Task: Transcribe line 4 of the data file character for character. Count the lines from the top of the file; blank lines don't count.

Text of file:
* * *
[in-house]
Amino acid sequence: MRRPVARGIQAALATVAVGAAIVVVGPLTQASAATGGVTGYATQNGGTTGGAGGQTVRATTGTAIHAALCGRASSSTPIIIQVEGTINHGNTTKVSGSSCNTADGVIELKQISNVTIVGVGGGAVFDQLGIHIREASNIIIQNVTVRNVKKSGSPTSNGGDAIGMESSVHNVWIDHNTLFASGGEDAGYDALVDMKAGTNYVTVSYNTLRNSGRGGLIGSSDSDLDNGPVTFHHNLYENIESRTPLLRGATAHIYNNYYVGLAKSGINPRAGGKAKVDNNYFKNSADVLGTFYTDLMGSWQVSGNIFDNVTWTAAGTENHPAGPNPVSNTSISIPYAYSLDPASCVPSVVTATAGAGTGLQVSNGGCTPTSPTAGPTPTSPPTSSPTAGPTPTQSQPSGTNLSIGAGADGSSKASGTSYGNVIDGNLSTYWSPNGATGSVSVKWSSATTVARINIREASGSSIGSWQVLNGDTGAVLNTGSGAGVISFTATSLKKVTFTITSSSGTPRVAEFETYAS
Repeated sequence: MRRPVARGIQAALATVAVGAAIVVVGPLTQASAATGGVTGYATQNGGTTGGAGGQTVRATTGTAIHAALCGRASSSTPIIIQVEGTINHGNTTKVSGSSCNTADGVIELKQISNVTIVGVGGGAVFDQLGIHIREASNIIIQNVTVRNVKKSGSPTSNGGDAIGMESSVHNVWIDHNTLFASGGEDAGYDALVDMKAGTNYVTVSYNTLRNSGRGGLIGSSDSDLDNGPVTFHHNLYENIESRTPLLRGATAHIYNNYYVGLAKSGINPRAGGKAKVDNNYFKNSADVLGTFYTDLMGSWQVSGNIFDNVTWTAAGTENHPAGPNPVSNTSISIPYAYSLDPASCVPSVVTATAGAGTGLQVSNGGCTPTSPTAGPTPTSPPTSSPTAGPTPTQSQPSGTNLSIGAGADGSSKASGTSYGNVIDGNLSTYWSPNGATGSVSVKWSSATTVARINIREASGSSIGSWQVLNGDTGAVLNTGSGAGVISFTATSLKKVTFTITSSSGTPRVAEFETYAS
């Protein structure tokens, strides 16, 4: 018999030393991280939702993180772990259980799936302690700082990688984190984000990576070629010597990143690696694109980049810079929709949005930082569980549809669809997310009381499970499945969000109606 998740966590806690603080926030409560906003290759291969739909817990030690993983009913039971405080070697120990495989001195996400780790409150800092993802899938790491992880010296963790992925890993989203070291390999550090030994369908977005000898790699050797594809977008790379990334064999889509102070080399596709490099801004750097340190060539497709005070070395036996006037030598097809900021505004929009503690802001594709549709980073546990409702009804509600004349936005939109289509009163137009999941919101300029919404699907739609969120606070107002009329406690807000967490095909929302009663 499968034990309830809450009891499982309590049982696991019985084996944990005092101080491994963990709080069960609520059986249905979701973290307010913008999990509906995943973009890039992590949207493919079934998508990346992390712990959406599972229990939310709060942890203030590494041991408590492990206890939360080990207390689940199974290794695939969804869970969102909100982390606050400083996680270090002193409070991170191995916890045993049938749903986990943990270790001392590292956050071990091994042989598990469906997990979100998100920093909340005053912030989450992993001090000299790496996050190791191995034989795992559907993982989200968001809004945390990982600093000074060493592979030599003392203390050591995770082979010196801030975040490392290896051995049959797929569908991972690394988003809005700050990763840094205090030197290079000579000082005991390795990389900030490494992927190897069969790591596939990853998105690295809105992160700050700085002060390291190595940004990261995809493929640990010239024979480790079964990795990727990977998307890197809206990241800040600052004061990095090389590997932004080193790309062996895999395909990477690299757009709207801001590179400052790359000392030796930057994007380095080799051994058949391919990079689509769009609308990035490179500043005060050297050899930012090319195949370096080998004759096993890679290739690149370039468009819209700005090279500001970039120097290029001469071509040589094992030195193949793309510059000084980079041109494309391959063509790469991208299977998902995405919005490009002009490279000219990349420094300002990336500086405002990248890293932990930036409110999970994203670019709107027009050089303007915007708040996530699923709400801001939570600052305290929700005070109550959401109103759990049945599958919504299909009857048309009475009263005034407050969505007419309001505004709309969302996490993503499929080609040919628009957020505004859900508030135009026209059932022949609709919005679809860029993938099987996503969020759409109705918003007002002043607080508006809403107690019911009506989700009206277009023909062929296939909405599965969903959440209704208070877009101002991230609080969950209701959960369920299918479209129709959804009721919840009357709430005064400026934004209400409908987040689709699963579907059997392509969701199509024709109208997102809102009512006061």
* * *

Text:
């Protein structure tokens, strides 16, 4: 018999030393991280939702993180772990259980799936302690700082990688984190984000990576070629010597990143690696694109980049810079929709949005930082569980549809669809997310009381499970499945969000109606 998740966590806690603080926030409560906003290759291969739909817990030690993983009913039971405080070697120990495989001195996400780790409150800092993802899938790491992880010296963790992925890993989203070291390999550090030994369908977005000898790699050797594809977008790379990334064999889509102070080399596709490099801004750097340190060539497709005070070395036996006037030598097809900021505004929009503690802001594709549709980073546990409702009804509600004349936005939109289509009163137009999941919101300029919404699907739609969120606070107002009329406690807000967490095909929302009663 499968034990309830809450009891499982309590049982696991019985084996944990005092101080491994963990709080069960609520059986249905979701973290307010913008999990509906995943973009890039992590949207493919079934998508990346992390712990959406599972229990939310709060942890203030590494041991408590492990206890939360080990207390689940199974290794695939969804869970969102909100982390606050400083996680270090002193409070991170191995916890045993049938749903986990943990270790001392590292956050071990091994042989598990469906997990979100998100920093909340005053912030989450992993001090000299790496996050190791191995034989795992559907993982989200968001809004945390990982600093000074060493592979030599003392203390050591995770082979010196801030975040490392290896051995049959797929569908991972690394988003809005700050990763840094205090030197290079000579000082005991390795990389900030490494992927190897069969790591596939990853998105690295809105992160700050700085002060390291190595940004990261995809493929640990010239024979480790079964990795990727990977998307890197809206990241800040600052004061990095090389590997932004080193790309062996895999395909990477690299757009709207801001590179400052790359000392030796930057994007380095080799051994058949391919990079689509769009609308990035490179500043005060050297050899930012090319195949370096080998004759096993890679290739690149370039468009819209700005090279500001970039120097290029001469071509040589094992030195193949793309510059000084980079041109494309391959063509790469991208299977998902995405919005490009002009490279000219990349420094300002990336500086405002990248890293932990930036409110999970994203670019709107027009050089303007915007708040996530699923709400801001939570600052305290929700005070109550959401109103759990049945599958919504299909009857048309009475009263005034407050969505007419309001505004709309969302996490993503499929080609040919628009957020505004859900508030135009026209059932022949609709919005679809860029993938099987996503969020759409109705918003007002002043607080508006809403107690019911009506989700009206277009023909062929296939909405599965969903959440209704208070877009101002991230609080969950209701959960369920299918479209129709959804009721919840009357709430005064400026934004209400409908987040689709699963579907059997392509969701199509024709109208997102809102009512006061």